This could be "capacitor plague" on the controller board. TVs and computer monitors are the most common items with this problem, but I've seen it on a dishwasher with the same symptoms you describe. The capacitors are burned out inside, and the top of the capacitors may be domed upwards from the internal pressure from the overheating. (Smaller electrolytic capacitors may have the outer can pushed partway off of the rubber lead seal instead.) See the photo below to identify a bad electrolytic capacitor. Often more than one will be bad.
Fortunately, replacement capacitors are relatively cheap and easy for an electronic technician to replace (any TV tech should be able to solder it in). There are five parameters needed to specify a replacement capacitor:
Capacitance in uF (the "u" is actually the Greek letter mu, for "micro"), as in 470 uF. You must match this number.
Voltage rating. The new part must have a voltage rating at least as high as the original. This will probably be 6.3, 10, or 16 Volts.
Temperature rating: the maximum temperature must meet or exceed the rating on the original; the minimum is not so critical because you won't operate or store the dishwasher in sub-freezing temperatures.
Physical size: the lead spacing should be the same as the original, and the capacitor should not be too large to fit in the available space when the board is installed in the dishwasher. Usually these dimensions are in millimeters.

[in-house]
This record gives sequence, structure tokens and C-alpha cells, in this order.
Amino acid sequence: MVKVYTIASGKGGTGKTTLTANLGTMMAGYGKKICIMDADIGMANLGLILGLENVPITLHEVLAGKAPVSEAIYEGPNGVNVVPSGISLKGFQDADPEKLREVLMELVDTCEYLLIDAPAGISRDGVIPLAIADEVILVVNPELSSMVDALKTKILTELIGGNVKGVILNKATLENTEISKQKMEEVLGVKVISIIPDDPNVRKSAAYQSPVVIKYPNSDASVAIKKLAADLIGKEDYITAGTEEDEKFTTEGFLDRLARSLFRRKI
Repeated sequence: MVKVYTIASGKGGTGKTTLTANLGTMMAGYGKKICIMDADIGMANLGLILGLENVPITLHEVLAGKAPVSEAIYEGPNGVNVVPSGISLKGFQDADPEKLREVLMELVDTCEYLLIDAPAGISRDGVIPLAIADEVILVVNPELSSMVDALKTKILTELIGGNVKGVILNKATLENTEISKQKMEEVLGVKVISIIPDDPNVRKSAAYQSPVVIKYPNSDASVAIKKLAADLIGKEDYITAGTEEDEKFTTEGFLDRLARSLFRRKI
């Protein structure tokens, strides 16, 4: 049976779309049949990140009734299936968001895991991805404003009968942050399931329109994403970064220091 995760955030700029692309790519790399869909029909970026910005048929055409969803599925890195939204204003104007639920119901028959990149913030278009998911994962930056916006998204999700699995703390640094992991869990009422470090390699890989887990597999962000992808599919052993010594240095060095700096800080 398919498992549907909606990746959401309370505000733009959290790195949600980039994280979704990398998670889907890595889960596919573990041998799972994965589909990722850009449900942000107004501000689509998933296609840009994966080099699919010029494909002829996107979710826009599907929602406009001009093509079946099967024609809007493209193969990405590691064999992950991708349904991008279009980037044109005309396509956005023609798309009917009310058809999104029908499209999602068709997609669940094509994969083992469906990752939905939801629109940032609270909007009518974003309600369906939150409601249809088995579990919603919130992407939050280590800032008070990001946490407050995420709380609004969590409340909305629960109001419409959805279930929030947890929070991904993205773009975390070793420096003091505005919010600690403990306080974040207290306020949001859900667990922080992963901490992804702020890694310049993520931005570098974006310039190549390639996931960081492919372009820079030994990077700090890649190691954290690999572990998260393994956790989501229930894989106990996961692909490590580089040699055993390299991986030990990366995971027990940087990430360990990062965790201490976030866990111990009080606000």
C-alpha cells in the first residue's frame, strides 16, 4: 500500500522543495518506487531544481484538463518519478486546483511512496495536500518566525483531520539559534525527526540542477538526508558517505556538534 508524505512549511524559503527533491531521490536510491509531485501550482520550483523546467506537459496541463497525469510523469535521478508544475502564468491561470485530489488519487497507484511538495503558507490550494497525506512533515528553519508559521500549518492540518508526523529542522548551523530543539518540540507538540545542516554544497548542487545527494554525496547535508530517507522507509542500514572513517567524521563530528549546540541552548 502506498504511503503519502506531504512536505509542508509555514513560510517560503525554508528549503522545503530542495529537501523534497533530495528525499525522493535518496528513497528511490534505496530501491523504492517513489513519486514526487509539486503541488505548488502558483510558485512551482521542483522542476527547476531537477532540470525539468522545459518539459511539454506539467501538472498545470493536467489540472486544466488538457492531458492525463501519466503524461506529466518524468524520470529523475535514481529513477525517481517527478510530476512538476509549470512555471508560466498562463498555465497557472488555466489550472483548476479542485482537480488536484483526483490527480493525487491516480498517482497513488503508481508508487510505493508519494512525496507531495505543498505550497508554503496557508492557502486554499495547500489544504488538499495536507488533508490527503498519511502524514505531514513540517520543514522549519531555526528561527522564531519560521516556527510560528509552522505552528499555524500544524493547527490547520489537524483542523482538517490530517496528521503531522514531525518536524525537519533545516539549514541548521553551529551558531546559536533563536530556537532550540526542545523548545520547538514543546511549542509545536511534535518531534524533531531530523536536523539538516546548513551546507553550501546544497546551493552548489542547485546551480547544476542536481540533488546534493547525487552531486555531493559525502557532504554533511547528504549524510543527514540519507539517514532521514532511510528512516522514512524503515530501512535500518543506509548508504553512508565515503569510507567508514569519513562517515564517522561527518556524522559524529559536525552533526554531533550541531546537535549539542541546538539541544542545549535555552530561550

Ripple current: this is not marked on the capacitor, but getting a new part with too low a ripple current rating will result in replacing another burned-out part before long. Generally, the Panasonic FR series capacitors have a more than adequate ripple current rating. Often it is worth going one size up in voltage to get the extra ripple current capacity and lifetime rating, if the part isn't too big to fit - the price difference is a few pennies.
(Photo from the-computer-problems-guru.com) Note the difference between the marked bad capacitors and the good ones with flat tops. The part with stripes is a resistor. It may get hot during operation. Replacement capacitors should not be touching any large resistors or they may burn out prematurely. It is very important that the new capacitor have its polarity marking stripe going the same way as the original; putting it in backwards will ruin it and may even cause it to explode.
Note: disconnect power from the dishwasher before opening the control panel. Do not touch the circuitry with your fingers; only handle the circuit board by the edges. Touching the circuitry may damage the parts with a static electricity discharge, even if you don't feel the spark. If you need to take the board out for repairs, get an anti-static bag to carry it; do not use an ordinary plastic bag. If nothing else, put it component side down on a cookie sheet, and again, avoid touching the circuit traces or letting them come into contact with material that could generate or conduct a static electricity discharge.